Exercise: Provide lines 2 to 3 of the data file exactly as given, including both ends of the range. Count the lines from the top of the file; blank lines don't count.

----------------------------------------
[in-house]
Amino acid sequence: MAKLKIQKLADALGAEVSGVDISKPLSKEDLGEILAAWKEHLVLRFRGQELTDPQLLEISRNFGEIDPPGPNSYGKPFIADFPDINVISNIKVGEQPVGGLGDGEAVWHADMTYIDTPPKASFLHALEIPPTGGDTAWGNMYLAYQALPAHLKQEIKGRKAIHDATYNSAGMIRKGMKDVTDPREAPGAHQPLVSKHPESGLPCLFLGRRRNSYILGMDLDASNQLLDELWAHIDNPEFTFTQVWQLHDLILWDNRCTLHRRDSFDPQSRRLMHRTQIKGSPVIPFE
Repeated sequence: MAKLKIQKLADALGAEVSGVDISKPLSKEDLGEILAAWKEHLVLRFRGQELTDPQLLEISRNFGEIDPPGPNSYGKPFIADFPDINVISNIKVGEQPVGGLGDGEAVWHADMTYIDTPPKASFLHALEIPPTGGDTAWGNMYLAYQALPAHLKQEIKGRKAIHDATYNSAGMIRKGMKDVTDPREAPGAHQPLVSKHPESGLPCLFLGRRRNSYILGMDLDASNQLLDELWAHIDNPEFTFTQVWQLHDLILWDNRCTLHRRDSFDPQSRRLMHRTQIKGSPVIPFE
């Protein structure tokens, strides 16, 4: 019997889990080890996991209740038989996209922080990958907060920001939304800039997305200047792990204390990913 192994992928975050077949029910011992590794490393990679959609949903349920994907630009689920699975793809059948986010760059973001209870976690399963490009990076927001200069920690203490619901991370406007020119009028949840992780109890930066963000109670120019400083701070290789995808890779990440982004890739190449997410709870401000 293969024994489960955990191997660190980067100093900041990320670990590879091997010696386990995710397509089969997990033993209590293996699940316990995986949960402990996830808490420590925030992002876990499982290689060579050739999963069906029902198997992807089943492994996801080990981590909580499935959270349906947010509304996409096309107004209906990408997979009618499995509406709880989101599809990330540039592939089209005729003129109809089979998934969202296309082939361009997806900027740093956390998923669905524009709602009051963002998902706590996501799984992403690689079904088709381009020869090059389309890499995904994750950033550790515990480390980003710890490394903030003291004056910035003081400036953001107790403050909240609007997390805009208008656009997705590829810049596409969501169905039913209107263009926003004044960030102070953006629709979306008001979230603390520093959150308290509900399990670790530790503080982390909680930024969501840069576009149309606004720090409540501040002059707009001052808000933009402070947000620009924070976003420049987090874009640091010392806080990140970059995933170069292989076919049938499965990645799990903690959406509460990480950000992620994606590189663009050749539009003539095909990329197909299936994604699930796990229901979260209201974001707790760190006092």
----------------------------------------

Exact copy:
Amino acid sequence: MAKLKIQKLADALGAEVSGVDISKPLSKEDLGEILAAWKEHLVLRFRGQELTDPQLLEISRNFGEIDPPGPNSYGKPFIADFPDINVISNIKVGEQPVGGLGDGEAVWHADMTYIDTPPKASFLHALEIPPTGGDTAWGNMYLAYQALPAHLKQEIKGRKAIHDATYNSAGMIRKGMKDVTDPREAPGAHQPLVSKHPESGLPCLFLGRRRNSYILGMDLDASNQLLDELWAHIDNPEFTFTQVWQLHDLILWDNRCTLHRRDSFDPQSRRLMHRTQIKGSPVIPFE
Repeated sequence: MAKLKIQKLADALGAEVSGVDISKPLSKEDLGEILAAWKEHLVLRFRGQELTDPQLLEISRNFGEIDPPGPNSYGKPFIADFPDINVISNIKVGEQPVGGLGDGEAVWHADMTYIDTPPKASFLHALEIPPTGGDTAWGNMYLAYQALPAHLKQEIKGRKAIHDATYNSAGMIRKGMKDVTDPREAPGAHQPLVSKHPESGLPCLFLGRRRNSYILGMDLDASNQLLDELWAHIDNPEFTFTQVWQLHDLILWDNRCTLHRRDSFDPQSRRLMHRTQIKGSPVIPFE